- Explore topics and themes around mental health with a Baha'i-inspired perspective.
Roshan Danesh is a lawyer, conflict resolution innovator, and educator who has devoted his career to the study of law, particularly Baha’i law. His work, as it is expressed in academic articles or essays, has been pulled together in a newly-published book called Dimensions of Baha’i Law. In recent years the Universal House of Justice has called on the Baha’is to participate in the discourses of society. An anthology such as this one, that collects essays that were published elsewhere in the wider academic sphere, is excellent for anyone interested enriching their understanding of this subject and its wider discourse. Dimensions of Baha’i Law was also recently awarded the 2019 Association for Baha’i Studies Award for Distinguished Scholarship.
Roshan shared with us a little about his book. Here’s a look at our conversation:
Baha’i Blog: Can you tell us a little about yourself?
I was born and raised in Canada. My mother’s parents, an Orthodox Jew and midwestern Catholic, were shunned by both sides of their families after they married. They became Baha’is later in life and passed away before I was born. So I know little of my American family. My father was a second-generation Baha’i from Iran, his parents becoming Baha’is as adults. He came to Canada in the 1960’s and eventually my grandmother and aunts and uncles were refugees. My wife Cathy and I have two children. Our son has Down Syndrome and is severely autistic, and also is nearing the end of his life in palliative care.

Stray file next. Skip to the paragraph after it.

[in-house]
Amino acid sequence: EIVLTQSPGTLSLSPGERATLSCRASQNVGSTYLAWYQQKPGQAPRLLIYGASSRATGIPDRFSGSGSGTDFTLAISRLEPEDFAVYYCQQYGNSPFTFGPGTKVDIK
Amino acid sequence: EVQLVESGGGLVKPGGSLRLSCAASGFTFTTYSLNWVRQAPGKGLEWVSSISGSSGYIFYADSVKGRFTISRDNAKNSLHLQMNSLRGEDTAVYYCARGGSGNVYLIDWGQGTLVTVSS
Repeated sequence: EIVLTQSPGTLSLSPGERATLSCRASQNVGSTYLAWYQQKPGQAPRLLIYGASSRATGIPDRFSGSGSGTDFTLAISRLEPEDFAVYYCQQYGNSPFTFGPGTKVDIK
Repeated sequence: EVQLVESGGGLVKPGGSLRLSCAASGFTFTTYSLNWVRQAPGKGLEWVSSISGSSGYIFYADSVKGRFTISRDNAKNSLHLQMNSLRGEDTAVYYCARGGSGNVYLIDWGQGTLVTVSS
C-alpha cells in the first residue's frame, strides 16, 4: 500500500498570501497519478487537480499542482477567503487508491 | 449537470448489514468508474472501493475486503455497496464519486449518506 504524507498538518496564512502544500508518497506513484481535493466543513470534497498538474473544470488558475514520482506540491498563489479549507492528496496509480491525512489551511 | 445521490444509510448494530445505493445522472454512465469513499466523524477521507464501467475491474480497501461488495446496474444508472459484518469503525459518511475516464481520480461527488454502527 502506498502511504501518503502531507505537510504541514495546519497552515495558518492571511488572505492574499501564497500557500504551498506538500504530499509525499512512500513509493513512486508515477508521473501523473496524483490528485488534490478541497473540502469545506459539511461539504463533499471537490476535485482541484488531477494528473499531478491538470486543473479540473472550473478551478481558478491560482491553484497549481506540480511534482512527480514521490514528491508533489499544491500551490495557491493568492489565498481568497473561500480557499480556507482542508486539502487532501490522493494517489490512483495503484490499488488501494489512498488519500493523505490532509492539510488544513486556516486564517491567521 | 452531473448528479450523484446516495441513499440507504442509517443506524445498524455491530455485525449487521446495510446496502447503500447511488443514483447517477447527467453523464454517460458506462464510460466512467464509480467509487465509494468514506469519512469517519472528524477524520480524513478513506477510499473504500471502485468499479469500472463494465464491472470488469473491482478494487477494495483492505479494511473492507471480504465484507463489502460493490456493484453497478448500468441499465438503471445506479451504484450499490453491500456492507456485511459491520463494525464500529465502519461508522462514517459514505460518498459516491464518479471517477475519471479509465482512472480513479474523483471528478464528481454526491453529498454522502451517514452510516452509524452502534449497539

I grew up in the corner of a dance studio – my mother was a ballet dancer. My brother and I danced, acted, and were surrounded by creativity. That environment was more influential to my patterns of thought and way of understanding the world than other experiences. The creative process demands one have a dynamic vision of the whole, and how disparate movements, sounds, images, or utterances are integral to, and embedded within that whole. I increasingly realize that I view my work and writing today as a creative endeavour like that I observed from the corner of the studio as a child.
I studied film and then did a law degree in Canada. At law school I was exposed to how many aspects of our legal systems (including in Canada and the United States) are fundamentally archaic and obsolete – and in need of transformation not reformation. This includes: how they are grounded in very dated conceptions of human reality; highly questionable understandings of human conflict, nature, and psychology; visions of society that are far removed from the diverse societies we live in today; and how unmoored notions and discourses of justice are that they often perpetuate injustice.
All of this led me to three areas of focus. I studied Baha’i law extensively, including as the focus of my doctorate studies for five years at Harvard Law School. I worked extensively on developing and applying new models and concepts of international peace-building. And I have spent 15 years working, teaching, and writing on justice and reconciliation with Indigenous peoples in Canada.
Baha’i Blog: We are so sorry to hear about your son, Roshan. Please know that you, your son and your family are in our thoughts and prayers.
Where did the essays that constitute this book come from, or where were they published? How did you decide which essays to include?